How China’s Makeover of the European Car Industry Works

Zaha Hadid Architects

While talk is currently riding high about electric vehicles (EVs) and the global electric car rush, Europe’s automakers are beginning to feel the heat from rising competition in China – where a government-driven boom in EV production is starting to weigh heavily on European firms.

A recent New York Times report details the evolution of EV production in China, which has seen its high-end EV makers share profits in return for the right to use the high-volume, high-volume brand names of established global names. Largely thanks to Chinese manufacturing capacities, EV sales now make up nearly two-thirds of the country’s total vehicle market.

One of the reasons for the EV boom in China is a U.S.-mandated quota program that forces automakers to increase their overall car sales on the mainland. While this incentive is now widely considered a failure, one specific part of the program worked perfectly: a mandate forcing Chinese automakers to develop an equivalent of every car brand in the world.

In order to meet those quotas, Chinese automakers collaborated with prominent global automakers and would-be partners to design and build follow-on cars. With the European automakers feeling the pressure, they have begun to vie to win back important Chinese client relationships.

The European automakers “can’t win if they just dominate Asia,” says Peter Clifton, a partner at Dentons China, an international law firm. “Chinese carmakers that previously used the European majors were not allowed to use their brand names in China, but now they can.”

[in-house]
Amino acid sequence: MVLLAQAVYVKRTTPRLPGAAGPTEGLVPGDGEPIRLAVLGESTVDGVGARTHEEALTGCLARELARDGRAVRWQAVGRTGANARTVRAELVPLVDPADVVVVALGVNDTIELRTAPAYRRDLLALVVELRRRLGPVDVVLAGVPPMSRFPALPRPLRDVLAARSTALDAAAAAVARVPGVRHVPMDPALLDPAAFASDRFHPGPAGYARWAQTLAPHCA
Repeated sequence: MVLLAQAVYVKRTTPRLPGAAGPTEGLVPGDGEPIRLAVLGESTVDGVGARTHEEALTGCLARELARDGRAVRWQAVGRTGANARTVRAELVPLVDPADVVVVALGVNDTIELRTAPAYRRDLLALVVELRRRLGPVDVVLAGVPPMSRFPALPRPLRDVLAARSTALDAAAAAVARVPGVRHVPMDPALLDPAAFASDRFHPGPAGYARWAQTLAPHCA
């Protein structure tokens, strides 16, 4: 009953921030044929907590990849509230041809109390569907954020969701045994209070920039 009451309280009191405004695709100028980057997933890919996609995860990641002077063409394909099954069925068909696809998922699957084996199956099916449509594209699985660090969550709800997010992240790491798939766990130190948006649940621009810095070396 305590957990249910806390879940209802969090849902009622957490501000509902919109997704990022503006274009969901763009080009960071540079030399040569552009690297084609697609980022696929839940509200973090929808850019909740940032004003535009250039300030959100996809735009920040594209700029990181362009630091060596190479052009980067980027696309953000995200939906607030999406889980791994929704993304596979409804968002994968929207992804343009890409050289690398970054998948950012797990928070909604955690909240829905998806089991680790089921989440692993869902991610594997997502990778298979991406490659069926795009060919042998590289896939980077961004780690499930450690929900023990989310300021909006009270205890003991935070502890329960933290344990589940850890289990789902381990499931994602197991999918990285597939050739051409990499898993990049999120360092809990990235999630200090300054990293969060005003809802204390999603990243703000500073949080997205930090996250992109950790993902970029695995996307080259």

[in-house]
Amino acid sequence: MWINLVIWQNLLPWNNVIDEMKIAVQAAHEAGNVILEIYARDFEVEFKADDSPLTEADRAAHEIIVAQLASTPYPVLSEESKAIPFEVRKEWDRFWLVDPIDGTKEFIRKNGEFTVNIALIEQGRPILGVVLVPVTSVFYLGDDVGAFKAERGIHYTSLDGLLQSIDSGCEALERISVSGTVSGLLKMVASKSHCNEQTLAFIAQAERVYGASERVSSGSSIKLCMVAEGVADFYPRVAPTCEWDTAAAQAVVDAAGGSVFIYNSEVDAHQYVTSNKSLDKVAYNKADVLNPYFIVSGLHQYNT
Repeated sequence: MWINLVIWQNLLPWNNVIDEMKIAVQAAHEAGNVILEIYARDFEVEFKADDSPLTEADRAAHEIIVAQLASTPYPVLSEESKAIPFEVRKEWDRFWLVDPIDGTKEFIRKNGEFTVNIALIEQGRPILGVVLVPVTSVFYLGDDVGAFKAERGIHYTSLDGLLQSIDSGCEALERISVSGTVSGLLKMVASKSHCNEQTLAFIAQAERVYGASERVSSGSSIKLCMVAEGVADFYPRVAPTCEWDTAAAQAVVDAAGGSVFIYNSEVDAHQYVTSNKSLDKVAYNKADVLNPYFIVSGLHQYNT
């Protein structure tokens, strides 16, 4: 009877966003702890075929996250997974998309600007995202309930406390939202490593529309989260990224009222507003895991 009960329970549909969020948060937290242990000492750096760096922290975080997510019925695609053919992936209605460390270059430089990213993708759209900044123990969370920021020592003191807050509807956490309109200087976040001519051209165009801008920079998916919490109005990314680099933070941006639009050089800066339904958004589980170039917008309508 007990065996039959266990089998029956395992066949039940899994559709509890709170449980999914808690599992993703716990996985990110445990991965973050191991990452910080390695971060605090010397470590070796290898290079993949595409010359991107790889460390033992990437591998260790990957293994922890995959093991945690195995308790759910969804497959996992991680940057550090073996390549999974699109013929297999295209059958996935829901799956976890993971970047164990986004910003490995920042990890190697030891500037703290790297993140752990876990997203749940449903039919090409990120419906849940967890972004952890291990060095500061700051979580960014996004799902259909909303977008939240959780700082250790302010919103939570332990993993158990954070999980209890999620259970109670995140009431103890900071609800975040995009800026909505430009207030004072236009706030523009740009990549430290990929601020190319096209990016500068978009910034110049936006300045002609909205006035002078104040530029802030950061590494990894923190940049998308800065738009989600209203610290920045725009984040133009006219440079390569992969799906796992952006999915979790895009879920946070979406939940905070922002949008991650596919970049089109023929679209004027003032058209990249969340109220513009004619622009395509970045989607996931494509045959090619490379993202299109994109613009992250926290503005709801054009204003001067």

Though China’s automakers also want to compete with their foreign rivals, there is an additional advantage to ceding future Chinese clients to European companies: market size. Global automakers have struggled with double-digit decline in sales in North America and Europe, so they have resorted to price cuts to stay afloat.

Chinese automobile manufacturers “will leverage lower pricing, stronger brand recognition in China because of their brands of late, and the power of promotion from domestic Chinese suppliers” to gain market share, Clifton adds.

For the most part, however, the European automakers were able to maintain sales levels in China during the 2008 global recession. However, greater competition means the European manufacturers will need to cut prices and bring new products to the market in order to compete with Chinese manufacturers.

Story and photo by Kate McDermott

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